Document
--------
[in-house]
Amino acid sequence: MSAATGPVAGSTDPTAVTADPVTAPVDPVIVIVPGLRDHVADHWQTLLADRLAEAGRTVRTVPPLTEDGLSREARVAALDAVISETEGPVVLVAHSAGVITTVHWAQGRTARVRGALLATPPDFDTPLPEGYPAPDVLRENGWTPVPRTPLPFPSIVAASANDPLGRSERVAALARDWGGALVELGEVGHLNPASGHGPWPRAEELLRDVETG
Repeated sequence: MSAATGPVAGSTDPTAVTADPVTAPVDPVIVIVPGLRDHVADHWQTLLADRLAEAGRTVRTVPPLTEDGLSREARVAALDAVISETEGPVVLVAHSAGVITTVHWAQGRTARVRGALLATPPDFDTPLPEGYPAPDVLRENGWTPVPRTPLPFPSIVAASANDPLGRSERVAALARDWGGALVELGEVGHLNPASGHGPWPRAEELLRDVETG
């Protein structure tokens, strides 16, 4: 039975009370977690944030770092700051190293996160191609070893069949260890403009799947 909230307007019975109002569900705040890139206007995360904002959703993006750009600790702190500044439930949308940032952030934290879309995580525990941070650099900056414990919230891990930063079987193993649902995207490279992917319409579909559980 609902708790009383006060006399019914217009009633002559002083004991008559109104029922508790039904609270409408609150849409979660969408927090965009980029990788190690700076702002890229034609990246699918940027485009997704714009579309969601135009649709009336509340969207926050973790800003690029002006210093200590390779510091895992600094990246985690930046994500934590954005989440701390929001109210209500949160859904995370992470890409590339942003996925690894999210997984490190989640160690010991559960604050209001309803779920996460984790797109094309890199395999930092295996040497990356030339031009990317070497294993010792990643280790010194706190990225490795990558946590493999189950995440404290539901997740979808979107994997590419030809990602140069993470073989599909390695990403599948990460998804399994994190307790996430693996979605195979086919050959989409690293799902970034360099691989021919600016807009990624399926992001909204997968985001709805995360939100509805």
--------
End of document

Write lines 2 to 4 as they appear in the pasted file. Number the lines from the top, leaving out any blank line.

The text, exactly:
Amino acid sequence: MSAATGPVAGSTDPTAVTADPVTAPVDPVIVIVPGLRDHVADHWQTLLADRLAEAGRTVRTVPPLTEDGLSREARVAALDAVISETEGPVVLVAHSAGVITTVHWAQGRTARVRGALLATPPDFDTPLPEGYPAPDVLRENGWTPVPRTPLPFPSIVAASANDPLGRSERVAALARDWGGALVELGEVGHLNPASGHGPWPRAEELLRDVETG
Repeated sequence: MSAATGPVAGSTDPTAVTADPVTAPVDPVIVIVPGLRDHVADHWQTLLADRLAEAGRTVRTVPPLTEDGLSREARVAALDAVISETEGPVVLVAHSAGVITTVHWAQGRTARVRGALLATPPDFDTPLPEGYPAPDVLRENGWTPVPRTPLPFPSIVAASANDPLGRSERVAALARDWGGALVELGEVGHLNPASGHGPWPRAEELLRDVETG
């Protein structure tokens, strides 16, 4: 039975009370977690944030770092700051190293996160191609070893069949260890403009799947 909230307007019975109002569900705040890139206007995360904002959703993006750009600790702190500044439930949308940032952030934290879309995580525990941070650099900056414990919230891990930063079987193993649902995207490279992917319409579909559980 609902708790009383006060006399019914217009009633002559002083004991008559109104029922508790039904609270409408609150849409979660969408927090965009980029990788190690700076702002890229034609990246699918940027485009997704714009579309969601135009649709009336509340969207926050973790800003690029002006210093200590390779510091895992600094990246985690930046994500934590954005989440701390929001109210209500949160859904995370992470890409590339942003996925690894999210997984490190989640160690010991559960604050209001309803779920996460984790797109094309890199395999930092295996040497990356030339031009990317070497294993010792990643280790010194706190990225490795990558946590493999189950995440404290539901997740979808979107994997590419030809990602140069993470073989599909390695990403599948990460998804399994994190307790996430693996979605195979086919050959989409690293799902970034360099691989021919600016807009990624399926992001909204997968985001709805995360939100509805």